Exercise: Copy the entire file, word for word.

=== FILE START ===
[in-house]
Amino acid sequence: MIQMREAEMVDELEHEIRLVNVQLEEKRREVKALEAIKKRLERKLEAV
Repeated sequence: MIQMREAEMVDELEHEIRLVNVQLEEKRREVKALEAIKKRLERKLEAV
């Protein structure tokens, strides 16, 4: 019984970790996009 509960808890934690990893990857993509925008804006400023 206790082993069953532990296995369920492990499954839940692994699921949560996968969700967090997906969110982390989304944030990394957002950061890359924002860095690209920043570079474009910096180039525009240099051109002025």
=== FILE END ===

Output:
[in-house]
Amino acid sequence: MIQMREAEMVDELEHEIRLVNVQLEEKRREVKALEAIKKRLERKLEAV
Repeated sequence: MIQMREAEMVDELEHEIRLVNVQLEEKRREVKALEAIKKRLERKLEAV
């Protein structure tokens, strides 16, 4: 019984970790996009 509960808890934690990893990857993509925008804006400023 206790082993069953532990296995369920492990499954839940692994699921949560996968969700967090997906969110982390989304944030990394957002950061890359924002860095690209920043570079474009910096180039525009240099051109002025």